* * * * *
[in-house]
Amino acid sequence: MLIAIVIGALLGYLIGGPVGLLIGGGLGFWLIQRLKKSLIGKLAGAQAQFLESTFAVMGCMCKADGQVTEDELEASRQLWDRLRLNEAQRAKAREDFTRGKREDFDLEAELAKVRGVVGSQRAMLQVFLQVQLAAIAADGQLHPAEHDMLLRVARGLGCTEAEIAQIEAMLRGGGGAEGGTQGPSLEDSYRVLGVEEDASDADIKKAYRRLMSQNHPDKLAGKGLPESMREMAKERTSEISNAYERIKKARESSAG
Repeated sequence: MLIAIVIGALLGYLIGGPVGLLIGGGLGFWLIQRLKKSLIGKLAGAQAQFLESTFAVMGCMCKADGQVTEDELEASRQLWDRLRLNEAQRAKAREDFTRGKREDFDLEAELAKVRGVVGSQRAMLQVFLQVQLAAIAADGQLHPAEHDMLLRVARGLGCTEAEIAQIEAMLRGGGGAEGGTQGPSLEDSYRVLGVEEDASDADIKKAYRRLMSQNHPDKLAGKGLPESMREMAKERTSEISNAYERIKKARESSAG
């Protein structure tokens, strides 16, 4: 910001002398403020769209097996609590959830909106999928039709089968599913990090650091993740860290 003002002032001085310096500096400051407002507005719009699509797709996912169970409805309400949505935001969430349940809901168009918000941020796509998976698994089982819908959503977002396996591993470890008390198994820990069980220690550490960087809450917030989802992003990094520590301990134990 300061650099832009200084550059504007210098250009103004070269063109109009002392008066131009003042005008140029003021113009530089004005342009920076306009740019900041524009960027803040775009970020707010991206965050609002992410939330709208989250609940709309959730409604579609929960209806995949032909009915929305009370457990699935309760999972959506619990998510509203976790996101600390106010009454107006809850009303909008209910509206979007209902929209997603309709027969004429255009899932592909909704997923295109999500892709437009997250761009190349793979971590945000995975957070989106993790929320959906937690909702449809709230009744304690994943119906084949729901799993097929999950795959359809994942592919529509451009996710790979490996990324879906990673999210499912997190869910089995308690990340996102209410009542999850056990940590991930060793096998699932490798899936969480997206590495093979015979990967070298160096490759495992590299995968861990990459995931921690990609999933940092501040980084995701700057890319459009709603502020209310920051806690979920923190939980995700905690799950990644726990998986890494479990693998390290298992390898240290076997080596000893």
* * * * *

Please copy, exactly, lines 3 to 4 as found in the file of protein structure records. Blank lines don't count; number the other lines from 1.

Repeated sequence: MLIAIVIGALLGYLIGGPVGLLIGGGLGFWLIQRLKKSLIGKLAGAQAQFLESTFAVMGCMCKADGQVTEDELEASRQLWDRLRLNEAQRAKAREDFTRGKREDFDLEAELAKVRGVVGSQRAMLQVFLQVQLAAIAADGQLHPAEHDMLLRVARGLGCTEAEIAQIEAMLRGGGGAEGGTQGPSLEDSYRVLGVEEDASDADIKKAYRRLMSQNHPDKLAGKGLPESMREMAKERTSEISNAYERIKKARESSAG
């Protein structure tokens, strides 16, 4: 910001002398403020769209097996609590959830909106999928039709089968599913990090650091993740860290 003002002032001085310096500096400051407002507005719009699509797709996912169970409805309400949505935001969430349940809901168009918000941020796509998976698994089982819908959503977002396996591993470890008390198994820990069980220690550490960087809450917030989802992003990094520590301990134990 300061650099832009200084550059504007210098250009103004070269063109109009002392008066131009003042005008140029003021113009530089004005342009920076306009740019900041524009960027803040775009970020707010991206965050609002992410939330709208989250609940709309959730409604579609929960209806995949032909009915929305009370457990699935309760999972959506619990998510509203976790996101600390106010009454107006809850009303909008209910509206979007209902929209997603309709027969004429255009899932592909909704997923295109999500892709437009997250761009190349793979971590945000995975957070989106993790929320959906937690909702449809709230009744304690994943119906084949729901799993097929999950795959359809994942592919529509451009996710790979490996990324879906990673999210499912997190869910089995308690990340996102209410009542999850056990940590991930060793096998699932490798899936969480997206590495093979015979990967070298160096490759495992590299995968861990990459995931921690990609999933940092501040980084995701700057890319459009709603502020209310920051806690979920923190939980995700905690799950990644726990998986890494479990693998390290298992390898240290076997080596000893």